Saturn’s Subtle Spectrum April 27, 2006Posted by John Tintle (MtO deadbait) in Cassini, JPL, NASA, Saturn, Space Fotos.
|Target Name:||S Rings|
|Is a satellite of:||Saturn|
|Spacecraft:|| Cassini Orbiter
|Instrument:|| Imaging Science Subsystem – Wide Angle
|Product Size:||1016 samples x 1002 lines|
|Produced By:|| Cassini Imaging Team
|Primary Data Set:||Cassini|
|Full-Res TIFF:||PIA08166.tif (3.058 MB)|
|Full-Res JPEG:||PIA08166.jpg (30.66 kB)|
- Original Caption Released with Image:
Dreamy colors ranging from pale rose to butterscotch to sapphire give this utterly inhospitable gas planet a romantic appeal. Shadows of the rings caress the northern latitudes whose blue color is presumed to be a seasonal effect.
Enceladus (505 kilometers, or 314 miles across) hugs the ringplane right of center.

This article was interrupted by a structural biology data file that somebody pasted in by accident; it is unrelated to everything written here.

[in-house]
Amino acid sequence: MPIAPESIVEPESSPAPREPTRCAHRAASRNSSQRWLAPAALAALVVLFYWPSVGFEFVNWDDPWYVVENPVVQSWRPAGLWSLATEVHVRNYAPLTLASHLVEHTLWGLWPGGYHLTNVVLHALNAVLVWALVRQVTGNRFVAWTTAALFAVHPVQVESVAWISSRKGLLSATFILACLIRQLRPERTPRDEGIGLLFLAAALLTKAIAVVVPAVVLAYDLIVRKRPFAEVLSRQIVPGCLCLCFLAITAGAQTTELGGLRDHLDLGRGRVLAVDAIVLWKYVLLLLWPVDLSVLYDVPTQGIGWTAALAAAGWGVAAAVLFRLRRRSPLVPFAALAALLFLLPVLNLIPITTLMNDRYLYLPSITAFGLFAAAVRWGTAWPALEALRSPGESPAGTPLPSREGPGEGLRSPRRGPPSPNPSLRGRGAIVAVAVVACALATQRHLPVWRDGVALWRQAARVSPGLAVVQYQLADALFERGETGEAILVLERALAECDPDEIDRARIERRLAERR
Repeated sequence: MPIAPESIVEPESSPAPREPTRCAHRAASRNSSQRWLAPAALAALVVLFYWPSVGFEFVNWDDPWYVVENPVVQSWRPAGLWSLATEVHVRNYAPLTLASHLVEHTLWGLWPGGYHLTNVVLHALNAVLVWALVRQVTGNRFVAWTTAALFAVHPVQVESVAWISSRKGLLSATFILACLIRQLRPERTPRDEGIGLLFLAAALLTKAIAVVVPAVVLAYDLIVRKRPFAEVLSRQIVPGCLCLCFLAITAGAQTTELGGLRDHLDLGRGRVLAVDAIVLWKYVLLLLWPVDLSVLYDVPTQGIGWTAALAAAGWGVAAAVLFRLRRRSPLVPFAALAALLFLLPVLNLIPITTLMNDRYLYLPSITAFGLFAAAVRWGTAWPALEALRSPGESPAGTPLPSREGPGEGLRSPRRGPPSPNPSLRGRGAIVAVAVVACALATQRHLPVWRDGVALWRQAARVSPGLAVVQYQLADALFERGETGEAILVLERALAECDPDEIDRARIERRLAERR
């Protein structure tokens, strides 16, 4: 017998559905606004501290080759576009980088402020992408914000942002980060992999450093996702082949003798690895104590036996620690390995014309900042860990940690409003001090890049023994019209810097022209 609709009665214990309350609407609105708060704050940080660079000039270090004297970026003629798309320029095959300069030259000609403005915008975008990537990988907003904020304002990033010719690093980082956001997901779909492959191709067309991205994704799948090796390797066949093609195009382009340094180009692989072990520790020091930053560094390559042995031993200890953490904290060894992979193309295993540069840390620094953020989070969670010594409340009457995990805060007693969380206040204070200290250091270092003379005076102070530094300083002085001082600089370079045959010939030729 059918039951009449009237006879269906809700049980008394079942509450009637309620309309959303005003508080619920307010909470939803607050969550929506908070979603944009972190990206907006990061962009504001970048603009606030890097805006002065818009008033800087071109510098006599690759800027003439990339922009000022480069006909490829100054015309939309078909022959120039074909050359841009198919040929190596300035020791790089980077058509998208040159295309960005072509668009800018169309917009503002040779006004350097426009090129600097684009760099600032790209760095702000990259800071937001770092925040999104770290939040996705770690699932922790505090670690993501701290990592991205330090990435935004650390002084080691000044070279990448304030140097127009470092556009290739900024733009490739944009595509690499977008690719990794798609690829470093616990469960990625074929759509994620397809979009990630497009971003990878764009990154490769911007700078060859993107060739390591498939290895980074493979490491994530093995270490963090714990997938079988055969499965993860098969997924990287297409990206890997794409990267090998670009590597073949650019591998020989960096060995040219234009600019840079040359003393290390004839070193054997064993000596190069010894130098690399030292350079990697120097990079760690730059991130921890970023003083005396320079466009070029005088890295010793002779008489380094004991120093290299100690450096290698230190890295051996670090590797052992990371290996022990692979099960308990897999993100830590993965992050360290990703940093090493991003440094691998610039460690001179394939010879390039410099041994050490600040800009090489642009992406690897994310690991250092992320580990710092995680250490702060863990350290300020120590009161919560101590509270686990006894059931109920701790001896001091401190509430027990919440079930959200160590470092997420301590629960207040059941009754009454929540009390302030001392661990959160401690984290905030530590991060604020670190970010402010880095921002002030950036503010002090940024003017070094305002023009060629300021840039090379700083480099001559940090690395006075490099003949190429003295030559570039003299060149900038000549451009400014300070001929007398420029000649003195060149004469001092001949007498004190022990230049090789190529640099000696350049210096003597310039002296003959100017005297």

Images taken using red, green and blue spectral filters were combined to create this color view, which approximates what the human eye would see. The image was taken with the Cassini spacecraft wide-angle camera on March 16, 2006 at a distance of approximately 2.1 million kilometers (1.3 million miles) from Saturn and at a Sun-Saturn-spacecraft, or phase, angle of 102 degrees. Image scale is 120 kilometers (75 miles) per pixel on Saturn.
The Cassini-Huygens mission is a cooperative project of NASA, the European Space Agency and the Italian Space Agency. The Jet Propulsion Laboratory, a division of the California Institute of Technology in Pasadena, manages the mission for NASA’s Science Mission Directorate, Washington, D.C. The Cassini orbiter and its two onboard cameras were designed, developed and assembled at JPL. The imaging operations center is based at the Space Science Institute in Boulder, Colo.
- Image Credit:
- NASA/JPL/Space Science Institute